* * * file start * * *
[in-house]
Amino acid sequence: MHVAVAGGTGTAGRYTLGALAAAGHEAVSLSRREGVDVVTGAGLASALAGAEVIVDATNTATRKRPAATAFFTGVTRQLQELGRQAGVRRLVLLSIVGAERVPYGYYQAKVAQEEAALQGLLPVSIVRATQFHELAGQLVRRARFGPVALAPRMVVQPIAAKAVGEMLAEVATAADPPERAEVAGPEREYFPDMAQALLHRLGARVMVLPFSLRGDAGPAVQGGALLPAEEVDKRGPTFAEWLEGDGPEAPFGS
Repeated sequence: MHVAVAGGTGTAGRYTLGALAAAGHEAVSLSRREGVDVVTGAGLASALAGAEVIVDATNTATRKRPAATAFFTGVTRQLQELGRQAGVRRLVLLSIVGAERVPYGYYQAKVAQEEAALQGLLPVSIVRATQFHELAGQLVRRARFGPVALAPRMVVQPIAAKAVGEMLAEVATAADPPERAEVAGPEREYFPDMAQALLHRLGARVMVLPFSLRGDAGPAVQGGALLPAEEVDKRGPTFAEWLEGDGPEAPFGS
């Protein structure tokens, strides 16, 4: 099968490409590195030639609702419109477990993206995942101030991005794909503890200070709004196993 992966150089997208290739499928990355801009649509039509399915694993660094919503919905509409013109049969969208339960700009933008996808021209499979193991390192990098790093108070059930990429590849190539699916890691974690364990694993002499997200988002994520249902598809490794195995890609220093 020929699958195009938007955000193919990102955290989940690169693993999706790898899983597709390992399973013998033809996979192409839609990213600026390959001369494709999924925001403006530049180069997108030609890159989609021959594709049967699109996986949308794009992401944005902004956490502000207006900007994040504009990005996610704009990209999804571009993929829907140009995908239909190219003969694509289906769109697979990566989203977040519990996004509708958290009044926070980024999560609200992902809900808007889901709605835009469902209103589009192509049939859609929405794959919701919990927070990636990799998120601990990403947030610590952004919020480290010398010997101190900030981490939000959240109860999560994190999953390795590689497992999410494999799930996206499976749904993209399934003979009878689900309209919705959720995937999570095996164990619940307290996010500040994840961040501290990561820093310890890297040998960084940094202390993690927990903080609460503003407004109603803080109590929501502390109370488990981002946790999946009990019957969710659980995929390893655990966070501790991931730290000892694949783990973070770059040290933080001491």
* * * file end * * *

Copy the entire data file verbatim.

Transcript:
[in-house]
Amino acid sequence: MHVAVAGGTGTAGRYTLGALAAAGHEAVSLSRREGVDVVTGAGLASALAGAEVIVDATNTATRKRPAATAFFTGVTRQLQELGRQAGVRRLVLLSIVGAERVPYGYYQAKVAQEEAALQGLLPVSIVRATQFHELAGQLVRRARFGPVALAPRMVVQPIAAKAVGEMLAEVATAADPPERAEVAGPEREYFPDMAQALLHRLGARVMVLPFSLRGDAGPAVQGGALLPAEEVDKRGPTFAEWLEGDGPEAPFGS
Repeated sequence: MHVAVAGGTGTAGRYTLGALAAAGHEAVSLSRREGVDVVTGAGLASALAGAEVIVDATNTATRKRPAATAFFTGVTRQLQELGRQAGVRRLVLLSIVGAERVPYGYYQAKVAQEEAALQGLLPVSIVRATQFHELAGQLVRRARFGPVALAPRMVVQPIAAKAVGEMLAEVATAADPPERAEVAGPEREYFPDMAQALLHRLGARVMVLPFSLRGDAGPAVQGGALLPAEEVDKRGPTFAEWLEGDGPEAPFGS
């Protein structure tokens, strides 16, 4: 099968490409590195030639609702419109477990993206995942101030991005794909503890200070709004196993 992966150089997208290739499928990355801009649509039509399915694993660094919503919905509409013109049969969208339960700009933008996808021209499979193991390192990098790093108070059930990429590849190539699916890691974690364990694993002499997200988002994520249902598809490794195995890609220093 020929699958195009938007955000193919990102955290989940690169693993999706790898899983597709390992399973013998033809996979192409839609990213600026390959001369494709999924925001403006530049180069997108030609890159989609021959594709049967699109996986949308794009992401944005902004956490502000207006900007994040504009990005996610704009990209999804571009993929829907140009995908239909190219003969694509289906769109697979990566989203977040519990996004509708958290009044926070980024999560609200992902809900808007889901709605835009469902209103589009192509049939859609929405794959919701919990927070990636990799998120601990990403947030610590952004919020480290010398010997101190900030981490939000959240109860999560994190999953390795590689497992999410494999799930996206499976749904993209399934003979009878689900309209919705959720995937999570095996164990619940307290996010500040994840961040501290990561820093310890890297040998960084940094202390993690927990903080609460503003407004109603803080109590929501502390109370488990981002946790999946009990019957969710659980995929390893655990966070501790991931730290000892694949783990973070770059040290933080001491």